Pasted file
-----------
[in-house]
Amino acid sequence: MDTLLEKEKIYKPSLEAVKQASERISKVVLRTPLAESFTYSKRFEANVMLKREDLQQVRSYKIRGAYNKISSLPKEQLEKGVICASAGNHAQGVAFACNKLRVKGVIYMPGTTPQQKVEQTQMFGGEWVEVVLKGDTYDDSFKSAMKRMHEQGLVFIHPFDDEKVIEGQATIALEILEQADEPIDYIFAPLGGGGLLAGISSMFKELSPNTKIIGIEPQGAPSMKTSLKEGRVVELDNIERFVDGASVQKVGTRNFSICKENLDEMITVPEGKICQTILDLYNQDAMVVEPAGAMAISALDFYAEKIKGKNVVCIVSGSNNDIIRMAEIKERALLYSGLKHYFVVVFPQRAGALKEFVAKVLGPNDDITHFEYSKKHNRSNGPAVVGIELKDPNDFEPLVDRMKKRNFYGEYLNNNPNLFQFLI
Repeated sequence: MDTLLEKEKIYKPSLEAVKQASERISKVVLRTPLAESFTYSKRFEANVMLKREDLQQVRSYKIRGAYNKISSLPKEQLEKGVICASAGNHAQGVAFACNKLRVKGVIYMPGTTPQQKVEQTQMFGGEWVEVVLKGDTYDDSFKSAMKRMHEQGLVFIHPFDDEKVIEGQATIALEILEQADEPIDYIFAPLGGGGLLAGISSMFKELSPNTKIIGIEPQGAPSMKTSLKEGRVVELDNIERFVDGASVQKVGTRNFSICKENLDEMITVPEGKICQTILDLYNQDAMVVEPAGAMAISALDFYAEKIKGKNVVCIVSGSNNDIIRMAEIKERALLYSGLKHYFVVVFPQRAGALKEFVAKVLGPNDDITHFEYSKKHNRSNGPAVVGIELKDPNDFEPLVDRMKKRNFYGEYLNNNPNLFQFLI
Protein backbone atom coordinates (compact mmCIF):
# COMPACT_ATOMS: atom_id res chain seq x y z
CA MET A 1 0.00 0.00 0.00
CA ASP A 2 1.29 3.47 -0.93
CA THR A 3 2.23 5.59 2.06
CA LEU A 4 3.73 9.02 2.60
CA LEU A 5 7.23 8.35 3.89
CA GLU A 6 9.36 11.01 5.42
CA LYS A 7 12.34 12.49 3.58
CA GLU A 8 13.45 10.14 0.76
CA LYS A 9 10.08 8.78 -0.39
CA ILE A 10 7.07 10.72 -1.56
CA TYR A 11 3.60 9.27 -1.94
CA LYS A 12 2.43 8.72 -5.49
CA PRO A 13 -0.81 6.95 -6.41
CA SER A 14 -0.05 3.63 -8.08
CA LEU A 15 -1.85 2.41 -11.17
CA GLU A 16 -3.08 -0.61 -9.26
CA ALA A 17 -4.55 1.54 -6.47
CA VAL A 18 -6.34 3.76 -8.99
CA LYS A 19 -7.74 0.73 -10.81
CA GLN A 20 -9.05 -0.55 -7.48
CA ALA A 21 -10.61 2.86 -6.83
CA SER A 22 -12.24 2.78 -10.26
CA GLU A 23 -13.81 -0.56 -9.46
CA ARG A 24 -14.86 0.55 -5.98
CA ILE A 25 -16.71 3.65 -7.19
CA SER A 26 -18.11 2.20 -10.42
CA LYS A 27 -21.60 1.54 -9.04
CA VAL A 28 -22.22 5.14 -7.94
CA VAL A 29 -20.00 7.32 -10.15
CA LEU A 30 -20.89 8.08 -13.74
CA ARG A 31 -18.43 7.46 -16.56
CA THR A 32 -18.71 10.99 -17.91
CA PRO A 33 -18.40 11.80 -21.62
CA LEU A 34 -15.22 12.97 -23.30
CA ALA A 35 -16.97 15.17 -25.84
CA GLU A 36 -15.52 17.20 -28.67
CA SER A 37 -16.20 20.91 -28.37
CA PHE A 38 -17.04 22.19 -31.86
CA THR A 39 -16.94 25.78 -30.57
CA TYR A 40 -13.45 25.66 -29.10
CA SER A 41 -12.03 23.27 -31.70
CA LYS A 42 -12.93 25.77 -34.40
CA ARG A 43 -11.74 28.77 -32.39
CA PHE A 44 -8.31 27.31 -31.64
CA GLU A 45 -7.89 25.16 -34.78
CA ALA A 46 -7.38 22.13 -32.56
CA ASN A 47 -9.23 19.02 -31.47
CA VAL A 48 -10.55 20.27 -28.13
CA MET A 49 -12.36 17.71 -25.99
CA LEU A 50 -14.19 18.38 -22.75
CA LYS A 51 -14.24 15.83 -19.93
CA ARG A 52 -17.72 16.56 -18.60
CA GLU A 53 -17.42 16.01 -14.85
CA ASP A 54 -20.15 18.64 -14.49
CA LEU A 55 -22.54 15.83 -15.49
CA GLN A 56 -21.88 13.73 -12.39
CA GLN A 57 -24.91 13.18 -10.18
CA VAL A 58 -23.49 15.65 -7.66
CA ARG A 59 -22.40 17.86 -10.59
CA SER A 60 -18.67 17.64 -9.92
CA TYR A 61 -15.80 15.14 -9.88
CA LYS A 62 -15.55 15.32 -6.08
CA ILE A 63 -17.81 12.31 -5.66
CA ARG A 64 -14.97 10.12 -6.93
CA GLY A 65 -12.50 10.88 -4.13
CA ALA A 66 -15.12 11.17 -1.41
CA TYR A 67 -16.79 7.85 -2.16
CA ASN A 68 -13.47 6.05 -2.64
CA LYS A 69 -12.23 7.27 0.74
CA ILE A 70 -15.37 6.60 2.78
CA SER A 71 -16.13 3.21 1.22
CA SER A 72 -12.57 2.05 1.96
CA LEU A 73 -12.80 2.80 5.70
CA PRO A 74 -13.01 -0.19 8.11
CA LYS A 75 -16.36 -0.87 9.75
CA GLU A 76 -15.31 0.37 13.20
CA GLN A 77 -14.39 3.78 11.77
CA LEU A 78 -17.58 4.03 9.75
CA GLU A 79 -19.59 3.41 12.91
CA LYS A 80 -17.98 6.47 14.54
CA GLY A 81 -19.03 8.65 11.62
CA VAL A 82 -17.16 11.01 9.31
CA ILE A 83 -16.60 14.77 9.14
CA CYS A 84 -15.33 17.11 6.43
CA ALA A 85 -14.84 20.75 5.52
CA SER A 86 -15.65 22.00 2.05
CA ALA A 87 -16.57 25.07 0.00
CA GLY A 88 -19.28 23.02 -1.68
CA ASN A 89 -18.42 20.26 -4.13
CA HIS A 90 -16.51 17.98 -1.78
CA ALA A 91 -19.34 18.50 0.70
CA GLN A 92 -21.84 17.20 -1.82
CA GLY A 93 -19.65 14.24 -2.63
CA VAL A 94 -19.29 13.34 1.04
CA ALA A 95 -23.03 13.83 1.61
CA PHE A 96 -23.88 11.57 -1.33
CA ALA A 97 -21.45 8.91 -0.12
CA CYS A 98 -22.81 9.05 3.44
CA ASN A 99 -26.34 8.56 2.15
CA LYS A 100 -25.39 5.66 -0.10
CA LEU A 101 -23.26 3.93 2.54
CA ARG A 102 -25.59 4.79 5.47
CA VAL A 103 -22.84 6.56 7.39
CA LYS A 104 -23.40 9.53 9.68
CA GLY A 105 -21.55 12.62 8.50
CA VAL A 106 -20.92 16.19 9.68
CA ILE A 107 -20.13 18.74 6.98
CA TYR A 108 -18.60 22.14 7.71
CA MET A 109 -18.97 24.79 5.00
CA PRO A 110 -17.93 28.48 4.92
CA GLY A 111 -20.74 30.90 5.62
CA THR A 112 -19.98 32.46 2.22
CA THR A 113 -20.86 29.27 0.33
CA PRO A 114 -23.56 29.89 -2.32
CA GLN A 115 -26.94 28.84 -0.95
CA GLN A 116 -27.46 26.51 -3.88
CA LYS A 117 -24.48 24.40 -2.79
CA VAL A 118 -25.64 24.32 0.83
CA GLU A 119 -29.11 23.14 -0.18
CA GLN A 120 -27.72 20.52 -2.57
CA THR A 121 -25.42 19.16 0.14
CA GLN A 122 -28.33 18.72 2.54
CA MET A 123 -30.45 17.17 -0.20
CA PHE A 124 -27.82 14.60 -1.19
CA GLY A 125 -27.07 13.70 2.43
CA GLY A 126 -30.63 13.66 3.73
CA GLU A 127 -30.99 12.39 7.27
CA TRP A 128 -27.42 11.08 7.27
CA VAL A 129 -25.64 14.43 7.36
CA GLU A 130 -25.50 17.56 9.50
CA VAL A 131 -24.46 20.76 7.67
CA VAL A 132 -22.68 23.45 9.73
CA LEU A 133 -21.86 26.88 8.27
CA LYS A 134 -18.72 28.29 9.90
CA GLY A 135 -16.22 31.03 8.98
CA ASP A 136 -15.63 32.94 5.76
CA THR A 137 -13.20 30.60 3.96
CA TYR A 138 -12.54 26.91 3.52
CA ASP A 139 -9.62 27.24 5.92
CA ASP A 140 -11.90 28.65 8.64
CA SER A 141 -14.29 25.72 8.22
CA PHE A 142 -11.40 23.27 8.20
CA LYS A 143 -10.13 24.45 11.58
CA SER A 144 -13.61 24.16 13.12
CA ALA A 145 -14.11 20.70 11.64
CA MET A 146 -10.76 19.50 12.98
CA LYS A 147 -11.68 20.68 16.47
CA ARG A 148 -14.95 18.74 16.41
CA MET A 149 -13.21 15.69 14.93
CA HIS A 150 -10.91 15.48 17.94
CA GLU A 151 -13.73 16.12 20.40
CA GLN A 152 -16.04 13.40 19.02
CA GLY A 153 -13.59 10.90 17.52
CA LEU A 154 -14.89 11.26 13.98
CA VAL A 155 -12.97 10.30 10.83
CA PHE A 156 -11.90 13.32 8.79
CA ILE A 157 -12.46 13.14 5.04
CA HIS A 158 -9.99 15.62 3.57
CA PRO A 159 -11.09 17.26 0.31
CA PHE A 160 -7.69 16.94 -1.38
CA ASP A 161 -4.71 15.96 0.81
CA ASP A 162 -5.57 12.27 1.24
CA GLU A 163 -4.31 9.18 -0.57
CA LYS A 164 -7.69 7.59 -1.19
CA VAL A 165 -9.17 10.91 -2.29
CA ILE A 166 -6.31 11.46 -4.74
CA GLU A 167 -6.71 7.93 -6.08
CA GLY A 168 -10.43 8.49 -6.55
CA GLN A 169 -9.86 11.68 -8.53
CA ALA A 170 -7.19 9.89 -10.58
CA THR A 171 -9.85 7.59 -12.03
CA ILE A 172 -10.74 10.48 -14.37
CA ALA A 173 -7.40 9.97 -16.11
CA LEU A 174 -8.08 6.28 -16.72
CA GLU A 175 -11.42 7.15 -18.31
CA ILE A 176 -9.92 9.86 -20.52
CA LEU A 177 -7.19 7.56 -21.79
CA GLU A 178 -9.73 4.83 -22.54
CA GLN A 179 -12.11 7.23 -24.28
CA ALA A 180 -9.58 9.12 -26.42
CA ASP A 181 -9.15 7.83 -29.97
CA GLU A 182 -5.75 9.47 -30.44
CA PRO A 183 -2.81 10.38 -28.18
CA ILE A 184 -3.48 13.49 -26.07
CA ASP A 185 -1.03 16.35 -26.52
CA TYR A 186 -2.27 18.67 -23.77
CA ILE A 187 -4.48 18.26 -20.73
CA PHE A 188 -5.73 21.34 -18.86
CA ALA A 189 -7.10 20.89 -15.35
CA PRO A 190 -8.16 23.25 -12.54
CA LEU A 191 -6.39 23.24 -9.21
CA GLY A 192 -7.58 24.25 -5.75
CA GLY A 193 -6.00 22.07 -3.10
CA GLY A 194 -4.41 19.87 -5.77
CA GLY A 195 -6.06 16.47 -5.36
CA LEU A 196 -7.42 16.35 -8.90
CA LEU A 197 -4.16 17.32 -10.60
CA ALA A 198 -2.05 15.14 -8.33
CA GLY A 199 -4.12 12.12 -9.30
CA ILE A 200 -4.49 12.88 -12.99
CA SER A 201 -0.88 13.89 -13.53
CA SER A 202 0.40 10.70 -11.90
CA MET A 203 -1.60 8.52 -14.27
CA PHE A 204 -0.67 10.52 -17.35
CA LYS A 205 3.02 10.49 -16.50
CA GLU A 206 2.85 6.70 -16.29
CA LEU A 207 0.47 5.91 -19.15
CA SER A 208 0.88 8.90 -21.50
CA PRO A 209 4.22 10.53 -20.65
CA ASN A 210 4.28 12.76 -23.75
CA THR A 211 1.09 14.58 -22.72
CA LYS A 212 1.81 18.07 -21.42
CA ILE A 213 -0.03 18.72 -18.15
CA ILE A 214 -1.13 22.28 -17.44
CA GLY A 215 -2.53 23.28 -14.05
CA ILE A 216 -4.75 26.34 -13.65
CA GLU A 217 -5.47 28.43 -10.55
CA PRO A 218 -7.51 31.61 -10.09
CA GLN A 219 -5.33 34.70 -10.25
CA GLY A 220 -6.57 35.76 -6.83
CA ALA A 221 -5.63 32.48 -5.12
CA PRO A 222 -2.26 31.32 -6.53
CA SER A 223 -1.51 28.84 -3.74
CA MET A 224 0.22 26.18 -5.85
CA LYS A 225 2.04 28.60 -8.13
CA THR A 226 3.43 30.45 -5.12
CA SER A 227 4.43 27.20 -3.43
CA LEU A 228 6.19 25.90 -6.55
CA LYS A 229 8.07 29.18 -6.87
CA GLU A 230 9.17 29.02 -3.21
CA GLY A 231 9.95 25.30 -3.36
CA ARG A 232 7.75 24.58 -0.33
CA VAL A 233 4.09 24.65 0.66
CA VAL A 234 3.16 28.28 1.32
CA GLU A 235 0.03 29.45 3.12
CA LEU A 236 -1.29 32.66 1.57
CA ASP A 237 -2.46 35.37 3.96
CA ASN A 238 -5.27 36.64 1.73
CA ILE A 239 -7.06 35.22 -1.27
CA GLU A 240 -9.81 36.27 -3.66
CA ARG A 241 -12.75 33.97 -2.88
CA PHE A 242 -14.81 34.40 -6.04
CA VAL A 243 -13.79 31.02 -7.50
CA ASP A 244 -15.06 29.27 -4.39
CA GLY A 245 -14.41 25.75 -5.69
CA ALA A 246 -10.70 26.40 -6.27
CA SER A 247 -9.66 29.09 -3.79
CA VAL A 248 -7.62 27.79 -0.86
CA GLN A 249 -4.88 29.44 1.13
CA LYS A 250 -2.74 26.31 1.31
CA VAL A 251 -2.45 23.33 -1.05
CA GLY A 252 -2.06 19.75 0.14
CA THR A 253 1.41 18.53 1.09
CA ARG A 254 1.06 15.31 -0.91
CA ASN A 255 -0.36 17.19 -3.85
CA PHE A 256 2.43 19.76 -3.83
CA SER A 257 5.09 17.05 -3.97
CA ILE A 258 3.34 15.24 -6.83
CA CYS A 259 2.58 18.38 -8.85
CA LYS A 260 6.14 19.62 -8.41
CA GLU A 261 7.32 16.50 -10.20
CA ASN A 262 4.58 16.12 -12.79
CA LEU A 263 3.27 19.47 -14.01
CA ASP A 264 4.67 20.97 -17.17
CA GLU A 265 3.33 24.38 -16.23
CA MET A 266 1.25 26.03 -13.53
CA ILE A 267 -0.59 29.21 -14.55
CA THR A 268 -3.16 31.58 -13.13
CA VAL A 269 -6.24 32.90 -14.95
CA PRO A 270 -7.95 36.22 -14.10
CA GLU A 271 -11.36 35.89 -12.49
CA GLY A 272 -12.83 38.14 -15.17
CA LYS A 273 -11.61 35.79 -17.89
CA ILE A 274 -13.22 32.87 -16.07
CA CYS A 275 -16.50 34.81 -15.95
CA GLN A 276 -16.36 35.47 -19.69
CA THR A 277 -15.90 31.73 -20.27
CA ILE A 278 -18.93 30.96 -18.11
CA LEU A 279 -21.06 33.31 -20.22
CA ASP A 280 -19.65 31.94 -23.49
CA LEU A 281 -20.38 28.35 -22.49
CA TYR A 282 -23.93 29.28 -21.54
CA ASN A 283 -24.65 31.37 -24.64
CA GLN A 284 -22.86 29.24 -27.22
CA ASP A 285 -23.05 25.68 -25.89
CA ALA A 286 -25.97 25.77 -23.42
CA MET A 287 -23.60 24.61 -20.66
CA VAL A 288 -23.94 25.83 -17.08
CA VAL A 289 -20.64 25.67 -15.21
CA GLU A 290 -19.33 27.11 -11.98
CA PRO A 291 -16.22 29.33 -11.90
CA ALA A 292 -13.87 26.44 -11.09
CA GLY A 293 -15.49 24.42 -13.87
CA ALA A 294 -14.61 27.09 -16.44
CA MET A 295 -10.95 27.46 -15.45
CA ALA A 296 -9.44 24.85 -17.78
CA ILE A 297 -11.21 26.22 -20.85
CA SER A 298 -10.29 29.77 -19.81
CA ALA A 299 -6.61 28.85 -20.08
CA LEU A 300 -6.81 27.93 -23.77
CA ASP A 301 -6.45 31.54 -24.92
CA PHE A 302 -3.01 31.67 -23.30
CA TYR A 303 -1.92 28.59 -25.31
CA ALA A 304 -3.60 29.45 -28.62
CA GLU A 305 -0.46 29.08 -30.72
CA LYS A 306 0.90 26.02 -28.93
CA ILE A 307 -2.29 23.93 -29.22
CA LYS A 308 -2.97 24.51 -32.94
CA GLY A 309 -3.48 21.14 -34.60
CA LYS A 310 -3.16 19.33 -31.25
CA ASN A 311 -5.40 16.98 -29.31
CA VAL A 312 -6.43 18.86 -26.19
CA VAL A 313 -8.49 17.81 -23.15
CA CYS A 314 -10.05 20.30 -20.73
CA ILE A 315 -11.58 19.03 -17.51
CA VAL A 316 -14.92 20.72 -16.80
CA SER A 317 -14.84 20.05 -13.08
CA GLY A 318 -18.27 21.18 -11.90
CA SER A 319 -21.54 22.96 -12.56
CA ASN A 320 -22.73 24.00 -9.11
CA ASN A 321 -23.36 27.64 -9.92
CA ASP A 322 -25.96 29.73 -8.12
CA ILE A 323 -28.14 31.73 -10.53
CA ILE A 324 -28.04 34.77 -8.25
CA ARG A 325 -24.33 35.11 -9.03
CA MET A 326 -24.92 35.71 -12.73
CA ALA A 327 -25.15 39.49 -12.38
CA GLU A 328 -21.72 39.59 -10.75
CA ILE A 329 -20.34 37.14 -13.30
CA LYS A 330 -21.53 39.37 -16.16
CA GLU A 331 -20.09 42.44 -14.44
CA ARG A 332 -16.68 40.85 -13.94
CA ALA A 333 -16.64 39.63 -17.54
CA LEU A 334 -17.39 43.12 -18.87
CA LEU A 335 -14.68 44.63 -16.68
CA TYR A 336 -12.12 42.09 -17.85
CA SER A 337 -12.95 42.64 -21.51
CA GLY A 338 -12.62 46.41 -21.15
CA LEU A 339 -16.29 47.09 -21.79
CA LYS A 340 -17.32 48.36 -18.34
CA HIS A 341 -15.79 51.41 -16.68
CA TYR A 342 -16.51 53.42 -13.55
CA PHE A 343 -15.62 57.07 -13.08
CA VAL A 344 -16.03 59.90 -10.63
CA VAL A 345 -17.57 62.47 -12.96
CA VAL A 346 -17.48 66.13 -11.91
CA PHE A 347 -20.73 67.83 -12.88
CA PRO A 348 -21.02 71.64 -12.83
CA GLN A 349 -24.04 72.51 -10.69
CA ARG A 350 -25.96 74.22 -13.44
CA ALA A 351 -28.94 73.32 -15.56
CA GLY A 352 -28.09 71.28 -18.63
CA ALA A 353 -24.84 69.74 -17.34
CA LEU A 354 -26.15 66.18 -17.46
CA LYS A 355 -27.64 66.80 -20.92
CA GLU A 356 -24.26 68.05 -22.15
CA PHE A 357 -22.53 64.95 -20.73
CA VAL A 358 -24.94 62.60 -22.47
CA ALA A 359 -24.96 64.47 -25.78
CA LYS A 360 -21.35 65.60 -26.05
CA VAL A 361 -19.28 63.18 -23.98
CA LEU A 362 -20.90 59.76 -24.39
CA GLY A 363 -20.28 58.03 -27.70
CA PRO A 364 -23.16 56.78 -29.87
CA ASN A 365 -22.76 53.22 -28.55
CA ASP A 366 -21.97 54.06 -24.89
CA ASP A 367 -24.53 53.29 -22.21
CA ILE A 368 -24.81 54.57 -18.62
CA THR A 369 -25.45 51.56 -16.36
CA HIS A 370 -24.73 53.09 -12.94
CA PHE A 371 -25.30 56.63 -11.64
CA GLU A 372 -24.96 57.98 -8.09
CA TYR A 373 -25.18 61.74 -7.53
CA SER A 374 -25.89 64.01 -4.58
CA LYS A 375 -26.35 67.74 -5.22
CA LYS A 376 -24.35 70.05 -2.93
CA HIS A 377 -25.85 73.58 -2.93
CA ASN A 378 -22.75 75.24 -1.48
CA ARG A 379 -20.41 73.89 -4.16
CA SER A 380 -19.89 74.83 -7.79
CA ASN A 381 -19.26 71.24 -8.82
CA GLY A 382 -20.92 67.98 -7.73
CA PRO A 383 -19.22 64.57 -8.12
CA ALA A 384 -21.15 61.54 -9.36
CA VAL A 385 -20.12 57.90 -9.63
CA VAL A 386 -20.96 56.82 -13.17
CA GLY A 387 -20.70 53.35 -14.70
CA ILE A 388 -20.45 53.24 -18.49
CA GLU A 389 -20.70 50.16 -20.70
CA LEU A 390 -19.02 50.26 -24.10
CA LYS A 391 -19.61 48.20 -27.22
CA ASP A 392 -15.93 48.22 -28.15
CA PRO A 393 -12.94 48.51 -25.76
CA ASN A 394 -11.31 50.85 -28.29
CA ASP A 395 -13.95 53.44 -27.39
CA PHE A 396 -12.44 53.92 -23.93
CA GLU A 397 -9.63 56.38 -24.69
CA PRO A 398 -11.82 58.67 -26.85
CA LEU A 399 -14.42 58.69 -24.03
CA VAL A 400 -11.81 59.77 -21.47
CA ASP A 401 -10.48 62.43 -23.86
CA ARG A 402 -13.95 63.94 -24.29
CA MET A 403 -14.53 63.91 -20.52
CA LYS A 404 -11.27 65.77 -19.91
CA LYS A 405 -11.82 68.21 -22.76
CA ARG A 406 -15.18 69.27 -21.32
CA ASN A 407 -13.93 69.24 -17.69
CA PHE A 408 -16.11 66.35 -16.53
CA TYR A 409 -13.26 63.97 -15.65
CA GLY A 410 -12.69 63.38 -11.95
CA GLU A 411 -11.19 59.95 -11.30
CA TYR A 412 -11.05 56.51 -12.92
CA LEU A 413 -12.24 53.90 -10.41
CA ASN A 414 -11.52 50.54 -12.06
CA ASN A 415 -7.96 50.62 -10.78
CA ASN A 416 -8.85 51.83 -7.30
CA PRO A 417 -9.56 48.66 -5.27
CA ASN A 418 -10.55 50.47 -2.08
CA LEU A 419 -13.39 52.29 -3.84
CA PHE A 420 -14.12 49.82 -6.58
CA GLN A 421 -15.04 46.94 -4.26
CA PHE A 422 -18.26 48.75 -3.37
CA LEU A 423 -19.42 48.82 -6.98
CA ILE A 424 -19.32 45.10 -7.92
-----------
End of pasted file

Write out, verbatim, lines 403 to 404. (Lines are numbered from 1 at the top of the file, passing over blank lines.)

CA PRO A 398 -11.82 58.67 -26.85
CA LEU A 399 -14.42 58.69 -24.03